Darryl Cherney, here, passing on an editorial from our local Santa Rosa
paper that has been echoed in similar editorials around the area. Our
victory in the appeals court is firm and good things are to come. Viva
Judi Bari.

The Press Democrat
Santa Rosa, California,
Wednesday, September 29, 1999; Empire News, Page B-1

by CHRIS COURSEY, Press Democrat columnist

We may never know the truth about who bombed anti-logging activists Judi
Bari and Darryl Cherney as they drove through Oakland on a May morning in
1990. But we found out a lot about the lies last week.

The justices of the U.S. Court of Appeals in San Francisco didn't actually
use the word "lies" in ruling that Oakland police won't be let off the hook
for their investigation of the bombing. No, the justices have better
manners than that. Instead, their 25-page opinion says "false and reckless
statements," "inaccurate information" and "misrepresentations" tainted the
Oakland Police Department's handling of the case.

But I don't have such nice manners. When I read the court's ruling, I came
to this blunt conclusion: The cops lied.

They lied to me and to the rest of the media. We passed those lies on to you.

Bari and Cherney were arrested shortly after the bomb exploded in Bari's
car. Police and FBI agents contended that the two Earth First radicals were
"terrorists," carrying the bomb as part of their "Redwood Summer" campaign
against the North Coast's corporate loggers.

To support that contention, police said the bomb was easily visible on the
back floorboard of Bari's Subaru, and that nails used as shrapnel in the
bomb matched a bag of nails found In Bari's car and, later, nails found in
Bari's Mendocino County home.

Damning evidence, to be sure. It likely convinced plenty of observers that
that the two scruffy activists probably got what they deserved.

But it wasn't true.

* * *

Bari, who was permanently disabled by the blast and died in I997 of breast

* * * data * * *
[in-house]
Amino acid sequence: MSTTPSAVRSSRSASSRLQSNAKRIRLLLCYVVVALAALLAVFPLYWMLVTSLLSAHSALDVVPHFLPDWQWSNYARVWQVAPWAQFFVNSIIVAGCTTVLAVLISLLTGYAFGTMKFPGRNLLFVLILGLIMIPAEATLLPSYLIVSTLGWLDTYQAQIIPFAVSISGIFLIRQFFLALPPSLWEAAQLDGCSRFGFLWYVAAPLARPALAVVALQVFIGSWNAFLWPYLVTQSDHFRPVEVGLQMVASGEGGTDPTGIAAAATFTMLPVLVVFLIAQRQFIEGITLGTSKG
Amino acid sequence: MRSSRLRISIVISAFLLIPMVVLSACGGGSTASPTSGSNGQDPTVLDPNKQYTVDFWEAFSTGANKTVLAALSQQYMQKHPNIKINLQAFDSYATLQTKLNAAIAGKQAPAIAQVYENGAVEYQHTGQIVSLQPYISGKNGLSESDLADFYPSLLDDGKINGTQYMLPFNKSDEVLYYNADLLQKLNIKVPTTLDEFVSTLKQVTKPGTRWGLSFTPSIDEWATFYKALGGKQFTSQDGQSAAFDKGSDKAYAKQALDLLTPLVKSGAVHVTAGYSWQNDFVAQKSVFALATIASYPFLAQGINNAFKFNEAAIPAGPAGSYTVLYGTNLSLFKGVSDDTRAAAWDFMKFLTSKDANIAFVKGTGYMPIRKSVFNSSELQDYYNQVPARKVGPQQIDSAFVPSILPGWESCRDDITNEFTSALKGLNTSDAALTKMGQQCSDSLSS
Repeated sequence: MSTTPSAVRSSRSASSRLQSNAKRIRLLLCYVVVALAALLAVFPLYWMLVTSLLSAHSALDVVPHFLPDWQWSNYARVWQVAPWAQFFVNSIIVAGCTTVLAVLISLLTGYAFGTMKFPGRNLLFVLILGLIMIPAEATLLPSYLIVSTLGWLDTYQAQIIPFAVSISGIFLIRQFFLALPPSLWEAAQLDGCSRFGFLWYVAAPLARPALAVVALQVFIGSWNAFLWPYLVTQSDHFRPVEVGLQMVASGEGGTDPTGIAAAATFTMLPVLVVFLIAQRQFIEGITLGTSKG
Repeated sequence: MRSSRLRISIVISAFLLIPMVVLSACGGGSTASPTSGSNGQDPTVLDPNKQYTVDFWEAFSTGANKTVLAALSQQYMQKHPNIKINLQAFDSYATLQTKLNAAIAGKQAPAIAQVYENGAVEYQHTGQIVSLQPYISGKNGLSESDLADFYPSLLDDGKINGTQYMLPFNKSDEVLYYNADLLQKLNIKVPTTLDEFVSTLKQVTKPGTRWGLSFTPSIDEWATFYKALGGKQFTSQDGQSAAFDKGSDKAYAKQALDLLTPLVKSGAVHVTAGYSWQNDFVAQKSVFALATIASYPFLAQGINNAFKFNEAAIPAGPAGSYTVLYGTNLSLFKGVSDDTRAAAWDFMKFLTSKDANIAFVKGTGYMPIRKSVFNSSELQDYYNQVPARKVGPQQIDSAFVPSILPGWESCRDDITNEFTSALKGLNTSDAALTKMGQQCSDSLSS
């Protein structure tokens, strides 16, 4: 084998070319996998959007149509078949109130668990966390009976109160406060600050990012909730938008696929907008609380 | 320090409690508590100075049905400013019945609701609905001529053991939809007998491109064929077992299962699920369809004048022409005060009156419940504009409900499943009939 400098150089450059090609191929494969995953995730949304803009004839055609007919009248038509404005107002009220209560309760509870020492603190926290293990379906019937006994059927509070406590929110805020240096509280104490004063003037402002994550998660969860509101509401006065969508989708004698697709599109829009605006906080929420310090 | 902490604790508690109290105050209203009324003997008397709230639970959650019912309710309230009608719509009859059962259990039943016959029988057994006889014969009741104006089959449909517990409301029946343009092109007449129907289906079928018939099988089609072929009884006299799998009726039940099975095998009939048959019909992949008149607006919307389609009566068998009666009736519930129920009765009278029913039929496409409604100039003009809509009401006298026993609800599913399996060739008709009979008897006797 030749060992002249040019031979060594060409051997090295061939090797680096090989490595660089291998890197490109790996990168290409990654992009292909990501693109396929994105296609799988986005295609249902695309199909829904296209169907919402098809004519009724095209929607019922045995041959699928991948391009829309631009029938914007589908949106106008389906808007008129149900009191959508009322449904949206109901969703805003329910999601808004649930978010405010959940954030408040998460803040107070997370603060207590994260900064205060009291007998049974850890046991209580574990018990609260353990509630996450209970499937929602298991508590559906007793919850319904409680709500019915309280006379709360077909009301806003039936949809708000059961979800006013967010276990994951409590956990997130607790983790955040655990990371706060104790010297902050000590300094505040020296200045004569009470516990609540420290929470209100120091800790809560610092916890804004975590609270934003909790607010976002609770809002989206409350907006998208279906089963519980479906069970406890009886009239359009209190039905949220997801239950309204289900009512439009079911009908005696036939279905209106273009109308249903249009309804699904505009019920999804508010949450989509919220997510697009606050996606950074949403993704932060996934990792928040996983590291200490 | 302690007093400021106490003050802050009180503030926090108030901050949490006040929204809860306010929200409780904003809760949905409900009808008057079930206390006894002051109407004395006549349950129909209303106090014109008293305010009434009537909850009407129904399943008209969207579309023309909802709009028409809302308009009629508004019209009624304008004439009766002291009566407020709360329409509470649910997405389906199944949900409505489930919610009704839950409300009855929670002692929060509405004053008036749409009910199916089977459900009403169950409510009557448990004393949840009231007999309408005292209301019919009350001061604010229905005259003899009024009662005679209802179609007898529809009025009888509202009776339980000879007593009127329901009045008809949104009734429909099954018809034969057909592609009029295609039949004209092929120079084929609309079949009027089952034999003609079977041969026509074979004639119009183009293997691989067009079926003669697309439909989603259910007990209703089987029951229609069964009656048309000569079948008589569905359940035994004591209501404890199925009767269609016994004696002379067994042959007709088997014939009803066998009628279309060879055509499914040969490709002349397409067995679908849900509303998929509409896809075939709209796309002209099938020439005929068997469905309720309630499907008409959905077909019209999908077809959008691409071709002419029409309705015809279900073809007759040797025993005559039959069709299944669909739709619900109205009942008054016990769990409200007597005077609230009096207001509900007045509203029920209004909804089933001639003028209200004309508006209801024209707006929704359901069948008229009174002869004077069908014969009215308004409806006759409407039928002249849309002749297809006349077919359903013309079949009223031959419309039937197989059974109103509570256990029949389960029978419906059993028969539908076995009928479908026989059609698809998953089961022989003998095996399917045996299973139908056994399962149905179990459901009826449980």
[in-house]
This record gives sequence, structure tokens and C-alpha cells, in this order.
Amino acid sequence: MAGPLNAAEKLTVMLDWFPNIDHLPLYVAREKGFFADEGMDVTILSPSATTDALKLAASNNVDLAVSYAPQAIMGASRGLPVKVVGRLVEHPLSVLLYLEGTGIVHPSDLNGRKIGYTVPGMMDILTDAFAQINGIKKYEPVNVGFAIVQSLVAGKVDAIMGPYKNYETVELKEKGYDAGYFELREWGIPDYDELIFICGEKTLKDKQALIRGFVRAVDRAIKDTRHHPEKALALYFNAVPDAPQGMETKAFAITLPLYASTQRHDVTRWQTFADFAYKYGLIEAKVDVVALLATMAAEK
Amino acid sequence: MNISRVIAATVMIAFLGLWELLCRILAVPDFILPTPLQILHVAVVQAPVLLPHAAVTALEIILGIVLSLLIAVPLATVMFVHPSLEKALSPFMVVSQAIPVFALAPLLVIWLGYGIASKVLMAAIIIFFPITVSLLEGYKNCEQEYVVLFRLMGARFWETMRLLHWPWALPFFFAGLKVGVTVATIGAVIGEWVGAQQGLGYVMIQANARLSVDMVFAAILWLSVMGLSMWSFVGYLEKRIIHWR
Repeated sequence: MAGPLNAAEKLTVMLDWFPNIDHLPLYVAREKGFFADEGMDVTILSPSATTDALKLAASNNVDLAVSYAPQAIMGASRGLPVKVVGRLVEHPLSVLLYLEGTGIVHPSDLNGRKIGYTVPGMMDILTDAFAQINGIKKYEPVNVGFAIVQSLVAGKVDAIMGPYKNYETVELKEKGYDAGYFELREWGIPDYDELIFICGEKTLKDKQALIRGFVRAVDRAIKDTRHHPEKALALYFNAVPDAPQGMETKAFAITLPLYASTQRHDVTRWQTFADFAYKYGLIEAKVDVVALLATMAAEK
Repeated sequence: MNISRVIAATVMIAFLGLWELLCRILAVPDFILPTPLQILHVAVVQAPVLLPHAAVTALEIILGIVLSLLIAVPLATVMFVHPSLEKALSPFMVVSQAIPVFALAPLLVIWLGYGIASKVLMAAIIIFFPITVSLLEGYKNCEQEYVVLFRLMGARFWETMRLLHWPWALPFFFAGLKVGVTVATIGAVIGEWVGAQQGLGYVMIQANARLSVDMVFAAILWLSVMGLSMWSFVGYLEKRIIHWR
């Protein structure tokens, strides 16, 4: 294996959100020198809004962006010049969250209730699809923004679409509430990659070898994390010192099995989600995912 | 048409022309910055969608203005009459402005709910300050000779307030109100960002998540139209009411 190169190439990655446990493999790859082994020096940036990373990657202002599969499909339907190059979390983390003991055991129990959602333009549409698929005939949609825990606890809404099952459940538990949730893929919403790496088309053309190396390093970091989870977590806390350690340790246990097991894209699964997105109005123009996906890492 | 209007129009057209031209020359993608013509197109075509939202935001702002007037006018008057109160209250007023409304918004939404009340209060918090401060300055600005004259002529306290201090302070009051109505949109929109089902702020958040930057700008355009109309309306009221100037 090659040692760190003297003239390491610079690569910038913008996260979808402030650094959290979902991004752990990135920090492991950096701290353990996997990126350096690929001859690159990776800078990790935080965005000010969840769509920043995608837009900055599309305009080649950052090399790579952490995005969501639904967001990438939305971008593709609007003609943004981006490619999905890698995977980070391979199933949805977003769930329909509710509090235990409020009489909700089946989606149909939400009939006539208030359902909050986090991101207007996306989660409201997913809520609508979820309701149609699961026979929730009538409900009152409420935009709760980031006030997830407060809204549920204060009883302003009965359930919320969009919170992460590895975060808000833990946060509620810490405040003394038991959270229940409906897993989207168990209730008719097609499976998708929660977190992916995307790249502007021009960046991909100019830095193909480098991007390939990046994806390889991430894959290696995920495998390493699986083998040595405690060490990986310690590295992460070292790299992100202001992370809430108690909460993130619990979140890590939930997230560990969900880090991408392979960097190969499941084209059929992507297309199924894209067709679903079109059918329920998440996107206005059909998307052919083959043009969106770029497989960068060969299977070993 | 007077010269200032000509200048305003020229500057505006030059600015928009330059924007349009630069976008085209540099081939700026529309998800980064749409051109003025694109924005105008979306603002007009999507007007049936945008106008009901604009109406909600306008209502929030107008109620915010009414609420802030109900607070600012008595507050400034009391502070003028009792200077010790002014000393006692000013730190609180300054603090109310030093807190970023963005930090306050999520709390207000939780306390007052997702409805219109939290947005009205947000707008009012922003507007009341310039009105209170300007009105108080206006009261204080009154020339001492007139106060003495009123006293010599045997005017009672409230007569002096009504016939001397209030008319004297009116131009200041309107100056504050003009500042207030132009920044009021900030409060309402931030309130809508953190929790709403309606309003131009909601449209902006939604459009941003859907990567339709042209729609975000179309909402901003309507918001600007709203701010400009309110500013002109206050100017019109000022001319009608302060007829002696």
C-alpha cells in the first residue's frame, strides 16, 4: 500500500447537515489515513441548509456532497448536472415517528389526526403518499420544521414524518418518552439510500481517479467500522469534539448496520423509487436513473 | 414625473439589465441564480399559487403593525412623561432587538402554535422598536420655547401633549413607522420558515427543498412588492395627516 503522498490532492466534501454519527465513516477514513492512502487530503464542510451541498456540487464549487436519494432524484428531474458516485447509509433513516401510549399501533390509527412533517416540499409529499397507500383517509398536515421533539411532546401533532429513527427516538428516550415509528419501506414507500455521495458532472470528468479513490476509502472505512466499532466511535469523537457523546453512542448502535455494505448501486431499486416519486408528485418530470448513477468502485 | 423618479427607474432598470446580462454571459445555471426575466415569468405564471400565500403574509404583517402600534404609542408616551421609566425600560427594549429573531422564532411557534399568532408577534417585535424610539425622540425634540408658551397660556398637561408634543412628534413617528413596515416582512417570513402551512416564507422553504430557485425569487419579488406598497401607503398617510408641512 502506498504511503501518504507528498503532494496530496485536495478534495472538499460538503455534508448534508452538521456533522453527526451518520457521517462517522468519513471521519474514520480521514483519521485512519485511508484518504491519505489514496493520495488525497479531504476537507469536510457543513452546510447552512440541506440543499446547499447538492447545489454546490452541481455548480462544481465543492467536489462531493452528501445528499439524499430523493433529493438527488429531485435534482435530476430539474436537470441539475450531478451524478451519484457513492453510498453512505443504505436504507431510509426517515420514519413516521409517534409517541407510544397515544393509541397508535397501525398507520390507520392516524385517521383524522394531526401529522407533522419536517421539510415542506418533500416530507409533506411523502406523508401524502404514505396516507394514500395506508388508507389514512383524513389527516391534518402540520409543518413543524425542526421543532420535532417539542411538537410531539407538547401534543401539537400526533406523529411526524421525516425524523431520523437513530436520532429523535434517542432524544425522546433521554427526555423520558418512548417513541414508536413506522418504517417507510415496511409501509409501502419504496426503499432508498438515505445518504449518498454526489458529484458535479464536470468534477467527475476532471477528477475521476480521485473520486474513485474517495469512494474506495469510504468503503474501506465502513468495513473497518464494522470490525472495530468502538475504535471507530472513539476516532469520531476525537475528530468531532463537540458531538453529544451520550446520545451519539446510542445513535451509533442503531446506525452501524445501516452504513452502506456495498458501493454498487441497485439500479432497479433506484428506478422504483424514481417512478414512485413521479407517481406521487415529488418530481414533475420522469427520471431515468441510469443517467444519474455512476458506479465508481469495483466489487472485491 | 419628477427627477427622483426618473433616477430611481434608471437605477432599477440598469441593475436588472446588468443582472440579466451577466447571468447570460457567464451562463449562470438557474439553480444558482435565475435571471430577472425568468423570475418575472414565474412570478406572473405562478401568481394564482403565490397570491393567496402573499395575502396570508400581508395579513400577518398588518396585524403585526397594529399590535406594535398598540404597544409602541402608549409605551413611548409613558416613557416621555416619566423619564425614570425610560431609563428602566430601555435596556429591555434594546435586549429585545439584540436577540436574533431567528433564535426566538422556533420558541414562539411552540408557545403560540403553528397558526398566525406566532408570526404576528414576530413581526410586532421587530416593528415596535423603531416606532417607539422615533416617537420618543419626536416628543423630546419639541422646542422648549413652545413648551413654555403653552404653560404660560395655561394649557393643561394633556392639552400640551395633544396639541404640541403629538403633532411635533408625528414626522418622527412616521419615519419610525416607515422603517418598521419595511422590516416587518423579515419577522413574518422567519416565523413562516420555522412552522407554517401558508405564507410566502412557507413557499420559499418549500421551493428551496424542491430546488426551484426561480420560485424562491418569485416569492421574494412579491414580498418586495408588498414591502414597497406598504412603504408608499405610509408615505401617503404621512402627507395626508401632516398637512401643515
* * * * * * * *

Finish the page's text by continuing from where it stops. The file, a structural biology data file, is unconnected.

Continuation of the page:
cancer, and Cherney vigorously denied knowledge of the bomb. They accused
the FBI and Oakland police of bungling the bombing investigation by
focusing their probe solely on the victims. When no charges were filed, the
pair sued. They allege among other things - that the bureau and the police
violated their First Amendment rights by conspiring to squelch their
political activities.

Tensions in timber country were high that year, with environmental
activists and loggers squaring off in the forests and on the streets of
several North Coast towns. Oakland police felt the heat as Bari, from her
hospital bed, and Cherney, with a bullhorn, organized repeated
demonstrations calling for a "full and fair" probe of the crime.

The police responded with announcements and leaks to improve perceptions of
their investigation: The nails on the bomb carried the same fabrication
"fingerprint" as those in a bag in Bari's car and home, all of which came
from a batch of between 200 and 1,000 nails. The bomb was not hidden in the
car; Bari and Cherney had to have seen it when they loaded the vehicle.

But the justices wrote last week that "it would be obvious to any objective
observer'' that the nails in the bomb were not similar to the others in
Bari's car, one set had flat heads, the other round heads. Nails are made
in batches of millions, not less than 1,000 (the FBI "expert" to whom
police attributed that statement denied ever saying it). Damage to the car
showed that the bomb was directly under Bari's driver's seat, and further
evidence indicated it was hidden under a towel.

Oakland police had asked the court to dismiss them from the activists'
suit, but the justices declined. The police, the court said, had made
"false and reckless statements about the location of the bomb" and "false
and reckless statements tying nails possessed by Bari to the bomb."

Further, the activists' lawyers have produced "sufficient evidence that FBI
agents had intended to inhibit" Bari and Cherney's political activities,
and "sufficient circumstantial evidence" that FBI agents and Oakland police
officers "entered into a conspiracy to further this goal."

The ruling is not a conviction of Oakland cops or the FBI. It merely says
that there's enough evidence of official wrongdoing to allow the case to go
before a jury.

In other words, we're not to the truth yet. But we're getting closer.

Call Coursey at (707) 521-5223 or e-mail ccoursey@pressdemo.com

The Press Democrat
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